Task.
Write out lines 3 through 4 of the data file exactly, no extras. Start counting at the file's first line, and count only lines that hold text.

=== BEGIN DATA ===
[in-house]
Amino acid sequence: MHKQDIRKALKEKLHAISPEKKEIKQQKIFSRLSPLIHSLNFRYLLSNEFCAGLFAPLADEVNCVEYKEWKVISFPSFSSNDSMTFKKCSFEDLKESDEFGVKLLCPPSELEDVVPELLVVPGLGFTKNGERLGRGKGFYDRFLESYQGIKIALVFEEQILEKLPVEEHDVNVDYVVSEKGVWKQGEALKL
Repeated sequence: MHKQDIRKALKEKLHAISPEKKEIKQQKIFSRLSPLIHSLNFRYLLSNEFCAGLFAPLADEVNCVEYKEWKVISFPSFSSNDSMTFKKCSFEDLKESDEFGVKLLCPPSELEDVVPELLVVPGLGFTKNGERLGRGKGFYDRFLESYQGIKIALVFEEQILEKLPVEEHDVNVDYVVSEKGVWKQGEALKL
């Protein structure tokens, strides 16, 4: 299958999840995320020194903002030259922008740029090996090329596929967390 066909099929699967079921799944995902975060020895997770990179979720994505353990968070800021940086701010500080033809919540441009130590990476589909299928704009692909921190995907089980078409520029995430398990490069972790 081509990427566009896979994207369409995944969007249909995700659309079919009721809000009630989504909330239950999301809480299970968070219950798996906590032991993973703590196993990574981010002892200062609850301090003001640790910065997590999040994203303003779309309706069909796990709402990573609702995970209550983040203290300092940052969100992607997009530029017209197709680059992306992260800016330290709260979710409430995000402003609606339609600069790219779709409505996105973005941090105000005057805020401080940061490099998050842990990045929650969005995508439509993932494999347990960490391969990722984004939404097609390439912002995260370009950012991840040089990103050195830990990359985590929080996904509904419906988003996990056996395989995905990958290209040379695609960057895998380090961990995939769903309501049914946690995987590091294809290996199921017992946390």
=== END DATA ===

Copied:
Repeated sequence: MHKQDIRKALKEKLHAISPEKKEIKQQKIFSRLSPLIHSLNFRYLLSNEFCAGLFAPLADEVNCVEYKEWKVISFPSFSSNDSMTFKKCSFEDLKESDEFGVKLLCPPSELEDVVPELLVVPGLGFTKNGERLGRGKGFYDRFLESYQGIKIALVFEEQILEKLPVEEHDVNVDYVVSEKGVWKQGEALKL
């Protein structure tokens, strides 16, 4: 299958999840995320020194903002030259922008740029090996090329596929967390 066909099929699967079921799944995902975060020895997770990179979720994505353990968070800021940086701010500080033809919540441009130590990476589909299928704009692909921190995907089980078409520029995430398990490069972790 081509990427566009896979994207369409995944969007249909995700659309079919009721809000009630989504909330239950999301809480299970968070219950798996906590032991993973703590196993990574981010002892200062609850301090003001640790910065997590999040994203303003779309309706069909796990709402990573609702995970209550983040203290300092940052969100992607997009530029017209197709680059992306992260800016330290709260979710409430995000402003609606339609600069790219779709409505996105973005941090105000005057805020401080940061490099998050842990990045929650969005995508439509993932494999347990960490391969990722984004939404097609390439912002995260370009950012991840040089990103050195830990990359985590929080996904509904419906988003996990056996395989995905990958290209040379695609960057895998380090961990995939769903309501049914946690995987590091294809290996199921017992946390």